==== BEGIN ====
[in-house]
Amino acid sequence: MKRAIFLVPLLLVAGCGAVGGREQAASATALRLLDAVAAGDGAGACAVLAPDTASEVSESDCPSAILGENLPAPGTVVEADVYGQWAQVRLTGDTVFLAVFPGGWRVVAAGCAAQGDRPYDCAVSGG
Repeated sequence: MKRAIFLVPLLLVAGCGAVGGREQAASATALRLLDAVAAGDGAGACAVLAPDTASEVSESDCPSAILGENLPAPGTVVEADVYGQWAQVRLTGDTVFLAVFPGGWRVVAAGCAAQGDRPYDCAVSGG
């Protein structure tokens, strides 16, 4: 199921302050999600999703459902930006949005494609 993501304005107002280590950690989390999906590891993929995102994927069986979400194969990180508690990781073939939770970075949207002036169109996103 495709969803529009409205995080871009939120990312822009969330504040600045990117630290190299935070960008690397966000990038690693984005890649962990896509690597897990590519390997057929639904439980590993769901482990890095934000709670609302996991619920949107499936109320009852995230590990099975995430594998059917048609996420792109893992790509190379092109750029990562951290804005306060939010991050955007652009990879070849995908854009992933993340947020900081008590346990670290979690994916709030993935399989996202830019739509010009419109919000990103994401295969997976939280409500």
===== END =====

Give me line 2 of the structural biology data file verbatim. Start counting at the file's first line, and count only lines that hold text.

Amino acid sequence: MKRAIFLVPLLLVAGCGAVGGREQAASATALRLLDAVAAGDGAGACAVLAPDTASEVSESDCPSAILGENLPAPGTVVEADVYGQWAQVRLTGDTVFLAVFPGGWRVVAAGCAAQGDRPYDCAVSGG